Calling men like Adam Johnson paedophiles doesn’t help teenage girls

johnsonTHERE’S no evidence that Adam Johnson is a “paedo”, despite what The Sun’s sub-editors might have you believe. His conviction for engaging in sexual activity with a child – along with his earlier admission of grooming and kissing the same girl – certainly tells us plenty about his character. But it’s not helpful to suggest he is attracted to pre-pubescent children.

This isn’t just a question of semantics: if predators like Johnson are to be caught and prosecuted – or, ideally, prevented from offending to begin with – then we need to be able to recognise the dynamics involved in his crimes and others like them. Flinging him into a “celebrity paedo” sin bin will not help.

johnsonJohnson’s fall from grace is great tabloid fodder, and it’s difficult to separate out the envy-induced schadenfreude from the condemnation of his actions. But it’s important to recognise that what he did, divorced from the context of who he is, was really not so unusual, and that most victims of such crimes will never see their abusers prosecuted, let alone jailed.

The judge in Johnson’s trial, Jonathan Rose, alluded to a crucial reason for this when he told the jury: “Whether she was up for it or excited are things that are not relevant”. Perhaps Rose could have a word with Judge Nigel Peters, who accused a 13-year-old girl of “egging on” the 41-year-old man who abused her, and Judge Joanna Greenberg QC, who told a teacher accused of abusing a 16-year-old in his care that “if grooming is the right word to use, it was she who groomed you”.

The awkward truth is that teenage girls are neither innocent infants nor knowing Lolitas – this is merely the first of many false dichotomies they’ll confront during their lives. Women and girls, the actual human beings, do not fit in these neat little boxes of identity. We are not either virgins or whores, career women or earth mothers, “curvy” or “toned”. Crucially, teenage girls have a sexual identity. If we refuse to acknowledge this because it makes us uncomfortable, how can we hope to protect them from the men who seek to exploit it? How can we talk honestly to them about staying physically and emotionally safe as they make the tricky transition from girl to woman?

In 1995, my friend Michelle* was the epitome of teenage sophistication. With her spiral perm, gold hoop earrings and Take That necklace, she looked like she’d stepped out of a Just Seventeen photo-story. Her school uniform was a Sweater Shop sweatshirt, jeans and block-heeled boots, and when we went to the ice rink on a Friday afternoon she’d don her usual denim jacket.

I was not sophisticated. I wore a zip-up fleece because it was freezing in there and my routine involved buying a 20p mixture and whizzing round in circles to N-Trance and Alex Party with the cold air blowing against my cheeks. Michelle would skate a bit, but spent much of her time in shadowy corners beyond the rink with Paul. At the time, this didn’t seem hugely remarkable. I vaguely assumed these trysts were tame compared to what happened at the unders-on-ice disco later in the evening, when the rink lights were dimmed.

At the time it didn’t seem odd to me that a 19-year-old man was a regular fixture at what was essentially a children’s skating session. It certainly didn’t occur to me to tell any adults what was going on every Friday afternoon. Stranger danger was the stuff they taught kids – and we weren’t kids, were we?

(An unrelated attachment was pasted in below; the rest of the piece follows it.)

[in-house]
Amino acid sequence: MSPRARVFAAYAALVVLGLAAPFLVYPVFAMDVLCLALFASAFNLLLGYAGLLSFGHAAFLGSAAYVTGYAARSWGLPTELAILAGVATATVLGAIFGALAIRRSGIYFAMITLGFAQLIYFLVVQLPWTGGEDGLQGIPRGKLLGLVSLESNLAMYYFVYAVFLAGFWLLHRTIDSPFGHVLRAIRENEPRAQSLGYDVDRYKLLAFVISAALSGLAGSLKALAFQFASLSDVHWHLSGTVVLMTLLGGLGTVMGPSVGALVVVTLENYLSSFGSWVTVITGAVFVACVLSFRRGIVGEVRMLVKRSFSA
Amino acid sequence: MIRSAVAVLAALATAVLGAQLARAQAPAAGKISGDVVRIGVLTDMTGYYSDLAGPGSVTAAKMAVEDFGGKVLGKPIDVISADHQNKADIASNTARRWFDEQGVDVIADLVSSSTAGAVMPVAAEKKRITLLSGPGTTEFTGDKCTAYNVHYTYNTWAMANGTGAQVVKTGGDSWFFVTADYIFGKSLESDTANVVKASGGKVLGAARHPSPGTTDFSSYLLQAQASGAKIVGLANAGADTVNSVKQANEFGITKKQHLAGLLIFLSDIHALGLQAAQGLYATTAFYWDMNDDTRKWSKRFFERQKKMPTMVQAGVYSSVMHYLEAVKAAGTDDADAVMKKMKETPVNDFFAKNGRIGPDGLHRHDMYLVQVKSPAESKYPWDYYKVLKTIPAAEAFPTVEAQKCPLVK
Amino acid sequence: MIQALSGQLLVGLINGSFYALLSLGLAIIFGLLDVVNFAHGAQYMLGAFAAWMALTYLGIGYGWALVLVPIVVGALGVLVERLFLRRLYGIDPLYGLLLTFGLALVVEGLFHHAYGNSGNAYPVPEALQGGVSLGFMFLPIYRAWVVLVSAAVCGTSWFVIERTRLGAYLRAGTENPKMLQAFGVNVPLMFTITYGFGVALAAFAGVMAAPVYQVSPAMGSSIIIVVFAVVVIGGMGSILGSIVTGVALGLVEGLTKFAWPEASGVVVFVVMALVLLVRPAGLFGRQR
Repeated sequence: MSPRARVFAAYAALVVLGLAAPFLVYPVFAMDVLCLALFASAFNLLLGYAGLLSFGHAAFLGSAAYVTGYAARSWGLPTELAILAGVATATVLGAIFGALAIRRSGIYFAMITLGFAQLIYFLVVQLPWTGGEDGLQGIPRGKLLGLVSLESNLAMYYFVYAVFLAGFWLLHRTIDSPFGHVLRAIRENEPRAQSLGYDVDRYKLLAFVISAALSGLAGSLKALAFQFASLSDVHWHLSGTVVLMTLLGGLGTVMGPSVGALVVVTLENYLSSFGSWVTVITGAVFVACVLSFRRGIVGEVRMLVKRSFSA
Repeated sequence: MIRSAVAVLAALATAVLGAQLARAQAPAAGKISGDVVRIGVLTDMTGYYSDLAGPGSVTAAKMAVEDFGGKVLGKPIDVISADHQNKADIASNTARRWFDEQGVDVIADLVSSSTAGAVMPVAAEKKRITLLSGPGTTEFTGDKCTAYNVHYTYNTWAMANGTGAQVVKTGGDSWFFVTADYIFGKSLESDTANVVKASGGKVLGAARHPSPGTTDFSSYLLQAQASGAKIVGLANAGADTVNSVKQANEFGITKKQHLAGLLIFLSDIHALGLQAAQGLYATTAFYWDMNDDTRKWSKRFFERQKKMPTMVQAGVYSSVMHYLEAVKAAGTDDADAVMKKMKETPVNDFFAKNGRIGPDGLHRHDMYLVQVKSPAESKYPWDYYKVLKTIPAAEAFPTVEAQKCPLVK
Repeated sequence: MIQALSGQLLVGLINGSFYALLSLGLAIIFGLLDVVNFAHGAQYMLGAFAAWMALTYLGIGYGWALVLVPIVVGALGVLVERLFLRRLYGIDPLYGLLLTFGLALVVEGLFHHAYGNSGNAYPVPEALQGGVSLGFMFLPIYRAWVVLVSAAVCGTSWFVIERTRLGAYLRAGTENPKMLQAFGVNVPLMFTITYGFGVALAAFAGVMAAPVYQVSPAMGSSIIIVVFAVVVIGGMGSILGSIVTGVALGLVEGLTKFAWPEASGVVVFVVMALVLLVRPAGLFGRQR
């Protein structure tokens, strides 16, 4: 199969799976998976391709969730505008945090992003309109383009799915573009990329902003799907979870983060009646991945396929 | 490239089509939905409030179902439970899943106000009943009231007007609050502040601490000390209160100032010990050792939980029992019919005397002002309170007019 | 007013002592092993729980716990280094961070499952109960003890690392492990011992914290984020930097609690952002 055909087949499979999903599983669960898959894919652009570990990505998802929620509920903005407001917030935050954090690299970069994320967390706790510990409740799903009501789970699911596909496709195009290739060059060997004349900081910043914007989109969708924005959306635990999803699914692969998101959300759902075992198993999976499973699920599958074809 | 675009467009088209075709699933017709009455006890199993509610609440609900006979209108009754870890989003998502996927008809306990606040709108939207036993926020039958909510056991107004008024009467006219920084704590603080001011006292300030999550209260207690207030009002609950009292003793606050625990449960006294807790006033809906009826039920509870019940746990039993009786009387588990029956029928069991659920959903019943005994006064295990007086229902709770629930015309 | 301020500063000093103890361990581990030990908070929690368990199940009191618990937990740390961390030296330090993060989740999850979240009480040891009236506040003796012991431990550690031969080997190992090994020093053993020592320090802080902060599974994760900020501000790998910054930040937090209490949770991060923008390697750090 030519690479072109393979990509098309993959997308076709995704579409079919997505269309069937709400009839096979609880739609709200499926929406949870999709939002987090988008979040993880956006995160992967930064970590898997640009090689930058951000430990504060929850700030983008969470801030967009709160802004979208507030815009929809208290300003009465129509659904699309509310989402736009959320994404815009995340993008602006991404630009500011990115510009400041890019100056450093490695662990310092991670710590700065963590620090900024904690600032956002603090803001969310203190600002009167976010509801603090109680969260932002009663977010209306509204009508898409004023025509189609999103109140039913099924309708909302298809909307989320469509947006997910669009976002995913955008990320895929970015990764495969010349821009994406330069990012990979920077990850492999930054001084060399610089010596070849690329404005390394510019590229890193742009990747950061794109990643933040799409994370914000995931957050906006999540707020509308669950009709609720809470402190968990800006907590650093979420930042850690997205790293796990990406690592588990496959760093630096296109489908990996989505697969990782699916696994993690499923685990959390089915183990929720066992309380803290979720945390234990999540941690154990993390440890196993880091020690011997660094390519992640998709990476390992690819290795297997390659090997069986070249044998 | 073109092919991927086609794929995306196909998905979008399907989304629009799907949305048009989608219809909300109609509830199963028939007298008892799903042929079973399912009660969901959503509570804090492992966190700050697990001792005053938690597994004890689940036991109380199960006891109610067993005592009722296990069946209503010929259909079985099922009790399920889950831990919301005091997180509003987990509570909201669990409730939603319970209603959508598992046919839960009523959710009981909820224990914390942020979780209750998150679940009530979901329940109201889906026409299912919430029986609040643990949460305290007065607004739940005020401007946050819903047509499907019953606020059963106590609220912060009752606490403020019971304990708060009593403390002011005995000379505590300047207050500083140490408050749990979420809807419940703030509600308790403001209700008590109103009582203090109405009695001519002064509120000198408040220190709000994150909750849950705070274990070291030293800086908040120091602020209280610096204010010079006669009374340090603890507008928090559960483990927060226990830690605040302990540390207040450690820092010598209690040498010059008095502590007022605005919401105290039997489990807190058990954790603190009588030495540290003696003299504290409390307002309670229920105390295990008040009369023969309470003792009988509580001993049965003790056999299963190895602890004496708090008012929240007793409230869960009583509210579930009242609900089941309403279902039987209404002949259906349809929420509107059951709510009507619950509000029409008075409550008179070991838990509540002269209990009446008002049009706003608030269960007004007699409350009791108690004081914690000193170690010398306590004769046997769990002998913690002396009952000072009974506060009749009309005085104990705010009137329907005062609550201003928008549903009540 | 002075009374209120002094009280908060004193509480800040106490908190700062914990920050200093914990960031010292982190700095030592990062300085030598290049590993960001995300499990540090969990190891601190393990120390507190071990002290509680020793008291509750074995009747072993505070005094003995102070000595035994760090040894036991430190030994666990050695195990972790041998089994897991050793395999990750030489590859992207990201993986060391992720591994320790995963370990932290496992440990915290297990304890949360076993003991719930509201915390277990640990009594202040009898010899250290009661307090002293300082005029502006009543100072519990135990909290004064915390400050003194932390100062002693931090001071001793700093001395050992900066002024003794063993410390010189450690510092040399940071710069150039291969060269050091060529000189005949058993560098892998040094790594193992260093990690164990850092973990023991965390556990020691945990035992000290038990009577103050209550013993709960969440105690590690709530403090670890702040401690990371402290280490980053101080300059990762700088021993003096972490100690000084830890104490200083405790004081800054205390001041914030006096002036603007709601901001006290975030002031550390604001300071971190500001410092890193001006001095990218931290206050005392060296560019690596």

We were 14.

I don’t know how Michelle feels these days about what happened with Paul, as our unlikely friendship didn’t endure beyond school. Perhaps she looks back on it all fondly, and has gone on to have healthy, respectful relationships as an adult. Perhaps, unlike me, when she reads about Adam Johnson she does not think of Paul. But many young women are harmed by relationships in their formative years where there is an imbalance of power, confidence and experience and an expectation that they will conform, rather than consent.

Calling men like these paedophiles doesn’t help teenage girls, because teenage girls don’t think of themselves as children, or as victims. But our girls need more help than ever when it comes to navigating relationships. NSPCC research has found that abusive and controlling behaviours are being normalised by teenagers, and their age group is now considered at the highest risk of domestic abuse. To address this problem the UK Government ran a targeted campaign a few years ago that involved online discussions. An evaluation picked out some of the comments posted, which included: “So even when you’re in a relationship and they force you to have sex, it is still rape?”

In the 1990s teenagers had some crucial adult allies: brilliantly empathetic magazine writers who created their own language to discuss everything from pocket money and periods to orgasms and oral sex. The genius of this approach was that both girls and boys pored over the “adult” material, absorbing positive messages about health, safety and wellbeing along the way. It seems like an age of innocence now; More! magazine’s “position of the fortnight” looks positively quaint in today’s world of unlimited internet pornography. But there’s no reason to believe today’s young people aren’t just as desperate for our advice. We just need to find the right way to deliver it.

* Names have been changed.

A version of this article first appeared in The National.

Published by Shona Craven

Writer, editor, talking head

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